We tried to put the Does in the Barn before they kid,soon as the baby is good and dry,sun shinning they were out.

    big rockpile
     
  12. Hank - Narita

    Hank - Narita Well-Known Member

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    Definitely breed your does to kid late. Ours are due mid March and mid May. Much easier than running heat lamps, etc. We do put our does inside at night. One doe has kids at 10 a.m. and the other at 1 p.m. when she knows I will be there. Very convenient.
     
  13. Stacy Adams

    Stacy Adams Well-Known Member

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    :haha: :haha: :worship: :haha: :haha:

    I could NOT imagine what my DH would have done!! :no:

    I'm sure they would have been taken care of, but I'm sure I'd have also found a note saying "SEE YA!" :haha:
     
  14. JAS

    JAS Well-Known Member

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    Well my girls didn't cooperate with me, since they are Boer type mostly I put the buck in with them for September/October/November babies but apparently they didn't take. I ran the whole herd together this summer thinking they were bred. I was really trying to avoid the colder months! I am new at this and we have limited space.

    I did have spring babies this year. Still got cold plus all the rain and mud, I was thinking fall babies would be nice. Also the market for meat goats is hot around Easter time.

    Just to let you know, it got down to 5 degrees last night. I checked on the babies during the night and they were laying beside Mom instead of their little box. They look good this morning, sucking on mom and then hopping around :) Makes it worth all the work watching little ones learn how to play.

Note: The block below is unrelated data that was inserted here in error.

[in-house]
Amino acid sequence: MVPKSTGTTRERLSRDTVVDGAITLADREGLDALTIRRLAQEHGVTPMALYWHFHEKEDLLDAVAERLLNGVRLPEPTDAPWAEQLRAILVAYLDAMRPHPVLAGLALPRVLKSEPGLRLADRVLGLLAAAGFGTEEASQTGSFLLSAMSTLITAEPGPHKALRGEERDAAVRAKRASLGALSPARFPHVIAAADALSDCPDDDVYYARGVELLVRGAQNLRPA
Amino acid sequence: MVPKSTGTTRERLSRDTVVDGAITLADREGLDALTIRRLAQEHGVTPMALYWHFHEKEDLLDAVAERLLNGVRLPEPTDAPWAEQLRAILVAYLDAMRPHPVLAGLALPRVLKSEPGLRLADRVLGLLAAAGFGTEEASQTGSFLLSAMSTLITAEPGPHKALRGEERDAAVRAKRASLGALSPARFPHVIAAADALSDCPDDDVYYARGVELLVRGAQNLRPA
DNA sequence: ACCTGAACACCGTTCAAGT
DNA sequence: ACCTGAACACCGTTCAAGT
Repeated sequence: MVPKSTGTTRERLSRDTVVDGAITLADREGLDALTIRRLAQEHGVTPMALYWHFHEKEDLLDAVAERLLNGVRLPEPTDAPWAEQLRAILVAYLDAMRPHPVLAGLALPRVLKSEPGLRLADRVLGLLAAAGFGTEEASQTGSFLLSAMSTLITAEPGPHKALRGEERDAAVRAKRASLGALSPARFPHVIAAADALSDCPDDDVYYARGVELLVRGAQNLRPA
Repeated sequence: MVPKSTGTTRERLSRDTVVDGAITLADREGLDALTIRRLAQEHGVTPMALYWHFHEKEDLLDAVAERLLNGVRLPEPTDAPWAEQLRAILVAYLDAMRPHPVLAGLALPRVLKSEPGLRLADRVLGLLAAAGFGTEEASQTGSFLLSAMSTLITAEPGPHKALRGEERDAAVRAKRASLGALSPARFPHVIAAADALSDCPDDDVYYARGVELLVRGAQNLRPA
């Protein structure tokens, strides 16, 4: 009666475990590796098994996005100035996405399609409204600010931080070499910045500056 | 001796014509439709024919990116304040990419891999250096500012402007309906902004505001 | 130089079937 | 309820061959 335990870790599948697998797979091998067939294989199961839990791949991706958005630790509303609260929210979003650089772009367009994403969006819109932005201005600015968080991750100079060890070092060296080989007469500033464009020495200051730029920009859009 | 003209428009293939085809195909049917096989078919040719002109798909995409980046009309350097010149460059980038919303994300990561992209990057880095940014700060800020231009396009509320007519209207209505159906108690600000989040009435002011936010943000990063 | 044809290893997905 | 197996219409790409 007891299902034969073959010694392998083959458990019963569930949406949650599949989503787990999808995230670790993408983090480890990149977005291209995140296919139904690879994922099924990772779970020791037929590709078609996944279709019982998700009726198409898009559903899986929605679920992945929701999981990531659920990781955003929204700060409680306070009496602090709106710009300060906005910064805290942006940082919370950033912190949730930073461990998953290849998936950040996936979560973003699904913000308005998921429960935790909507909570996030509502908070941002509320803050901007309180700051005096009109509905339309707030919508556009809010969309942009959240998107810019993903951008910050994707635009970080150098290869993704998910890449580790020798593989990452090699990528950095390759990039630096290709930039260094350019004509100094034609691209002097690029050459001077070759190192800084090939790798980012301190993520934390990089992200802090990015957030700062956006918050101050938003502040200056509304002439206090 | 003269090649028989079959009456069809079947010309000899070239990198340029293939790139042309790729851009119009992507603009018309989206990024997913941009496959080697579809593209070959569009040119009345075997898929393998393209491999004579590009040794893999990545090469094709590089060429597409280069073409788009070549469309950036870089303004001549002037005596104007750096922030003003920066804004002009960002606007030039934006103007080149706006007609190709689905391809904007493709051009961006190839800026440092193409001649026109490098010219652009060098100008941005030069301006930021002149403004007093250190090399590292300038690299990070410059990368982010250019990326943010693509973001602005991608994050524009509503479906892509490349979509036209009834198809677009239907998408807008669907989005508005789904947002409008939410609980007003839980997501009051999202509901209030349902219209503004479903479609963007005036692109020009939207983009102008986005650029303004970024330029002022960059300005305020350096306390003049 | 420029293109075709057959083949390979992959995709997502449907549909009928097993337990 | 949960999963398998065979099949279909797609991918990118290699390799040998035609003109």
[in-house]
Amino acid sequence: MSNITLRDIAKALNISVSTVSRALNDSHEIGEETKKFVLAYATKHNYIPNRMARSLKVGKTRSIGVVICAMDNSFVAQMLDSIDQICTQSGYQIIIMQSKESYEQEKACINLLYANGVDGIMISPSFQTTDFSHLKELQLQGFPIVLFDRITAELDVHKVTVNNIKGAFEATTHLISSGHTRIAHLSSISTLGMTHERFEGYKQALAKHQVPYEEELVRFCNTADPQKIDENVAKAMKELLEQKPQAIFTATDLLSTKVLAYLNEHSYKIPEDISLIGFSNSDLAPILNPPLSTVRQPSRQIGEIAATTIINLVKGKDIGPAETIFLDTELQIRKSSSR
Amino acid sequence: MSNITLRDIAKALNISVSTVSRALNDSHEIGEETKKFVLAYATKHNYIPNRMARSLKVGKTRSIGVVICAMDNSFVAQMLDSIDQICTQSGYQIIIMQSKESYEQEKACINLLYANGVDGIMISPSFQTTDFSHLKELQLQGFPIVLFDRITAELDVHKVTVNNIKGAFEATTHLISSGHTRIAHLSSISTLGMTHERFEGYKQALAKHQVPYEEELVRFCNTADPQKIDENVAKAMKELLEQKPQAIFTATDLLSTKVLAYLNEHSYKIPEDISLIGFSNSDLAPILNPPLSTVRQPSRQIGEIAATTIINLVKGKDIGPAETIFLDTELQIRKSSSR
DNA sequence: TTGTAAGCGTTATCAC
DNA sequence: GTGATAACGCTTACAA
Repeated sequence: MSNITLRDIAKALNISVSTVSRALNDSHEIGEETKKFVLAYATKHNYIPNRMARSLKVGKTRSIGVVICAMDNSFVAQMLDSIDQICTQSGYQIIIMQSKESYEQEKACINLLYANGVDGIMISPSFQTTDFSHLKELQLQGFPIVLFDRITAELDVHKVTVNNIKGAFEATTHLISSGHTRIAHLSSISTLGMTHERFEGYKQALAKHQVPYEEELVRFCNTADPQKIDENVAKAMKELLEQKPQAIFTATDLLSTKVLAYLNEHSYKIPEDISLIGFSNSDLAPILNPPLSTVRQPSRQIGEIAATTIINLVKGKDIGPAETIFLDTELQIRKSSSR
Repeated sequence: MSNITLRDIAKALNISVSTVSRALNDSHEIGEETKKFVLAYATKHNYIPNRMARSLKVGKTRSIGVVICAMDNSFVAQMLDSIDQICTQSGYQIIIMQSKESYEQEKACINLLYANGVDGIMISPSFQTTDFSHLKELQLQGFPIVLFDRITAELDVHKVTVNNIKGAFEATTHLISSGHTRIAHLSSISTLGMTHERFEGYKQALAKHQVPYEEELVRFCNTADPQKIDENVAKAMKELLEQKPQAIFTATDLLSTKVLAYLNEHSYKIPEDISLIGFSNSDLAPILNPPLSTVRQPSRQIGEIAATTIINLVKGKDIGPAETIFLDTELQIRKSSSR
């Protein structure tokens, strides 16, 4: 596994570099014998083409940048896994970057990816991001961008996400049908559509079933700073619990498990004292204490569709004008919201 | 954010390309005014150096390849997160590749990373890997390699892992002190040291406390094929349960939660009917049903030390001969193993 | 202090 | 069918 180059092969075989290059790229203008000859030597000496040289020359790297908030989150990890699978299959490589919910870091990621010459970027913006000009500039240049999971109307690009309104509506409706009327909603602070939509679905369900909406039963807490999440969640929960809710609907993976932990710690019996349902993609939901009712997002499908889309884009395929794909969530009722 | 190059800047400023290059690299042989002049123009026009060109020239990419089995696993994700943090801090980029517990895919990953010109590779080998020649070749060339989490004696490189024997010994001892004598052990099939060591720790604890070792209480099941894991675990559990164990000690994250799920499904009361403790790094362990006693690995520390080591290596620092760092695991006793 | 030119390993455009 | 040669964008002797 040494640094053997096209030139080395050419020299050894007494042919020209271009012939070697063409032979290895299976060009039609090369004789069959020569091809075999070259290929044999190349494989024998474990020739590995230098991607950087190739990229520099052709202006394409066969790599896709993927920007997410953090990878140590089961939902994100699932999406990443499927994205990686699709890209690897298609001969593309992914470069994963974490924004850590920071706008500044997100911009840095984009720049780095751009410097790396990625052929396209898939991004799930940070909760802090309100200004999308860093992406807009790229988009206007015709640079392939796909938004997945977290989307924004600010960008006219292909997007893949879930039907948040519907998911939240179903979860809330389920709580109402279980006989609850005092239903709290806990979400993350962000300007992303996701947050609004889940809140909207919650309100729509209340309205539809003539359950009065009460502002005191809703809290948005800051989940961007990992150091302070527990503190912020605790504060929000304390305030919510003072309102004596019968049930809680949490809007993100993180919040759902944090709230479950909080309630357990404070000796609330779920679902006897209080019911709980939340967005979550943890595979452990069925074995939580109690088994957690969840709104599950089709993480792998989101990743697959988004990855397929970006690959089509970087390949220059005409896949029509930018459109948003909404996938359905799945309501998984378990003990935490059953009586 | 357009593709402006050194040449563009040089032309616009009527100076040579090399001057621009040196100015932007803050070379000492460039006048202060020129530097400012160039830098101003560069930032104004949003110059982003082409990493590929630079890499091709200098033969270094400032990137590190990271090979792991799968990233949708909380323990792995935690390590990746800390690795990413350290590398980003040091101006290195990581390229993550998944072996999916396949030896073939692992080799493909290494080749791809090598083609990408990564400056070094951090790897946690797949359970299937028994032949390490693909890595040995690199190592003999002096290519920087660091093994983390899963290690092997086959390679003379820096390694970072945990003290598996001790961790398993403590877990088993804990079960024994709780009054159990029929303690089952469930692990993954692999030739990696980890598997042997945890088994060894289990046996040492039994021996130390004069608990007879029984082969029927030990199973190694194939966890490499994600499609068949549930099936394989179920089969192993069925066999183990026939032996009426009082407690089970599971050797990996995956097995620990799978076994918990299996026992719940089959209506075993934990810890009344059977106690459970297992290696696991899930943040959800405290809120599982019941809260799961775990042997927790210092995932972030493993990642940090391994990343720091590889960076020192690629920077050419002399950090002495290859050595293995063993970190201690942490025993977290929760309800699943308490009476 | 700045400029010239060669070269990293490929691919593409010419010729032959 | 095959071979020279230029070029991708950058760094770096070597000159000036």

15. gccrook

    gccrook Well-Known Member

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    We just had Nubian kids. 2 a week ago Sunday, and 2 this past sunday. These last two were not nursing good, and it got real cold (25) and they just about did not make it. My wife took them to the vet who put them in a warm water bath, and told us to keep them inside, warm and fed for a couple of days or until they were walking about strongly. That was yesterday, and today they are doing much better. The mother was really bawling for them, so we brought her in to the back porch and brought her kids to her. She took right to them, and they began nursing. Hopefully they can go out tommorrow or the next day. She is a first time mother, and I think she will do great. The 2 kids born a week ago, have had no problem with the temperatures. Down to 19 last night.
     
  16. JAS

    JAS Well-Known Member

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    Well, I had a doe give birth last night in -6 temperature. I didn't think she would deliver yet as her bag was not filling out. I wonder if something else is wrong with her. She was not penned up and went outside, gave birth and went inside--left the babies out. She was a very good mother last year? I found them soon after but one was frozen already and I am trying to save the other one :waa: If he makes it he will be looking similar to a lamacha--his ears were frozen. I tried milking the mother and could not get anything? We checked her again this morning and still nothing? I got some Closterum (sp) from a friend this morning, hopefully we can nurse him back. The temperatures are going to hang around 5 til Christmas, ugh. The other kids seem to be doing well--come out to nurse and then climb back into their holes.